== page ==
I now sit in limbo over the weekend as my doctors and peace corps hash out where to go from here.  The only thing to do is Physio-Therapy.  A lumbarized s1 is in no way a major concern (according to my own internet research) but it can sometimes lead to inconveniences like this.  Of course, what are little inconveniences in America very quickly become large inconveniences in Kenya.  Such is life.  Also, have no fear: this will in no way lead to an early termination of my Peace Corps service.  The thought never even crossed my mind, and I am even a pessimist about that sort of thing.  I have a year and a few months to go, and I fully intend on serving them out 🙂

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One Step Further

What if we continue with the web portal idea for web design, and make it bigger, expand it.  The web design portal serves a very specific purpose: it connects people who need to get their information out (the CBOs and NGOs) to the people who can do that (the local web designers and developers), which subsequently gets the CBOs and NGOs connected to the people with the ability to provide funding or volunteers or whatnot.  The web portal will provide a mass hub to enable an e-commerce explosion in the development-support world.

How about another web portal, this time connecting organizations on the ground with software needs, to developers who can build applications to serve those needs.  The techies out there scream, “Not another collab-site.  We have Sourceforge, we have Launchpad, heck even Microsoft has one starting up!”  My response, “None of them focus on the needs of the developing world.”  One of the angles I use when preaching Open Source is that free tools enable communities to build software to suit their own needs, which is completely true, but in reality the development scene is not as nicely innudated with programmers as would be hoped.  Because we cannot bring the programmers to communities (…easily), let’s bring the communities to the programmers.

Create a hub that allows communities to post speicifcations about their software desires, for example, a database application for manning a library.  But at the same time, let them also post their operating system, their computer hardware specifications, and maybe even their level of confidence in their copmuter skills.  Will all of this information be easy to attain from community members?  Well, I am hoping that if there is a computer, there is also someone who knows how to use it.  I have also spent enough time on the ground to know that some of the “knowing how to use it,” would not be enough for this site’s requirements.  Therefore the site will not work with every single community, but what development practice ever does?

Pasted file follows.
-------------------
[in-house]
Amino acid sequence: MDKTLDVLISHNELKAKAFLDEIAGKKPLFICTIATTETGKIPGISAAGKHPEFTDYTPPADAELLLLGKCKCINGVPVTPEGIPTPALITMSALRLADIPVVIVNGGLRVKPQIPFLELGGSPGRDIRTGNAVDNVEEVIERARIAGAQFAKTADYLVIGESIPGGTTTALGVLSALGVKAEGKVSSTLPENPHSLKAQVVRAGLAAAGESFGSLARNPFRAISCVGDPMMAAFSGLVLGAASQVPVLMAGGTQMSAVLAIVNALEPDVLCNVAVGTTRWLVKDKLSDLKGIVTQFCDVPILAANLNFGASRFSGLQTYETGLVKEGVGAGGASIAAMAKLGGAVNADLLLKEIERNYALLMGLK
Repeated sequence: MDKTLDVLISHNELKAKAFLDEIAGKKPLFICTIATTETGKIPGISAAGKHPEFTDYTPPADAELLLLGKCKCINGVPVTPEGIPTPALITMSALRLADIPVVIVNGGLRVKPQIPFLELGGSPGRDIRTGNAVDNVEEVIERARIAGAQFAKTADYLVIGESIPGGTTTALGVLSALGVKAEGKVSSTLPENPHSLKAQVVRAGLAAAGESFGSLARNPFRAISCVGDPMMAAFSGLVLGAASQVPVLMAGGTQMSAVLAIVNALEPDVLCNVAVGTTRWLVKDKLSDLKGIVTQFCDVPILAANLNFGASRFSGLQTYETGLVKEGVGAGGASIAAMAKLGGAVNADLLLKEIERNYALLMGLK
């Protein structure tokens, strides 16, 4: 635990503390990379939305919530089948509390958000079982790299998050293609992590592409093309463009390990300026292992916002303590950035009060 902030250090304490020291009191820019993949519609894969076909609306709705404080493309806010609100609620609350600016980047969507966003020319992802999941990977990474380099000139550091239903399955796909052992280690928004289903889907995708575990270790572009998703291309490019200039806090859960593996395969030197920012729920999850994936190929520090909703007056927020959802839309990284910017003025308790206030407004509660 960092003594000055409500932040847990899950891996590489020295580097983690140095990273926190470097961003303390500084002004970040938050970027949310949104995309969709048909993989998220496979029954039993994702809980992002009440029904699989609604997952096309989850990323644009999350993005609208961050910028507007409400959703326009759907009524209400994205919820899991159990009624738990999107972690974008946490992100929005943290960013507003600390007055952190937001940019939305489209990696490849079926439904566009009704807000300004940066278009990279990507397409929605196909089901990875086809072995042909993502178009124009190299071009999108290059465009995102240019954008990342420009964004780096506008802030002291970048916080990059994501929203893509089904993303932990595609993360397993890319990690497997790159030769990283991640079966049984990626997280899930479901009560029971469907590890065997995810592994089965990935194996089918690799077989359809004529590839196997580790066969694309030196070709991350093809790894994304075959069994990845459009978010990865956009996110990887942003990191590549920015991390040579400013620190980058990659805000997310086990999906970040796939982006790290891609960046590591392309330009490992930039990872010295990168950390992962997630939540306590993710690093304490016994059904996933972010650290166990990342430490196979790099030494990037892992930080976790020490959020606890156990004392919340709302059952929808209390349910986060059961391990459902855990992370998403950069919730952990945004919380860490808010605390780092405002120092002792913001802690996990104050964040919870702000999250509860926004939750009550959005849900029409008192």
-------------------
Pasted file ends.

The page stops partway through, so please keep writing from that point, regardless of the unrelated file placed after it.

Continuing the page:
Armed with this information, let the developers get cracking at it.  Emphasize turn-key solutions.  Emphasize pushing out a working product quickly, avoiding feature creep at first.  Emphasize readable code, use of industry best practices, and future-expandability (but not at the sacrifice of finishing the product).  Emphasize an attention to detail and actual usability, something we all know the Open Source world lacks. And of course, open source it so everyone can use it and expand upon it.  Build up a web page of continuing projects and also project portfolios.  Give developers a chance to show their chops while taking home the gold-star for [global-]community service.  Show programmers they can help too.  With an emphasis and expectation on simplicity, hopefully projects would be pushed out quickly.

I want to come back to the attention to detail and design.  This does not simply apply to in-application experience, but also to how well does this app integrate into the existing operating system.  Does it require a bevy of external libraries? Does it crash gracefully?  How hard is it to install.  If you go by the Linux community standards for these questions, the whole project will fail.  When I say turn-key solution, I am not talking Windows-simplicit, let’s strive for Mac simplicity, or better.  Maybe the app developer will need to step on the operating system’s toes once in a while, but if it means the application is easier to use and attains broader acceptance than that’s the goal; not POSIX-compliance.  Consider it the development challenge to make applications 100% user friendly while also adhhering to operating system standards.  Good luck!

It’s just another idea.  If someone already knows this is out there, let’s start advertising it to the development community.  Ultimately the goal is to let ICT workers on the ground and in the communities know this solution is there fore them.  If it’s already there use it, if it’s not, build it.  Make it a one-stop software-solution hub to the developing world’s software needs and get more of the global ICT community in on the feel-good factor of development work.  Software Development for Development, haha. ICT4D using SD4D, I copyright that (under Creative Commons of course 😉

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The Developing Web

Below is an idea I posted to the development-ideas website Africa Rural Connect, hosted as part of the Peace Corps Connect program.  If anyone wants to run with it, feel free!  I don’t currently have the time, but would also never want to hinder the development of an idea which I think could help a number of people.  The idea as written here is slightly modified.

The link to the original idea page is here: http://arc.peacecorpsconnect.org/view/960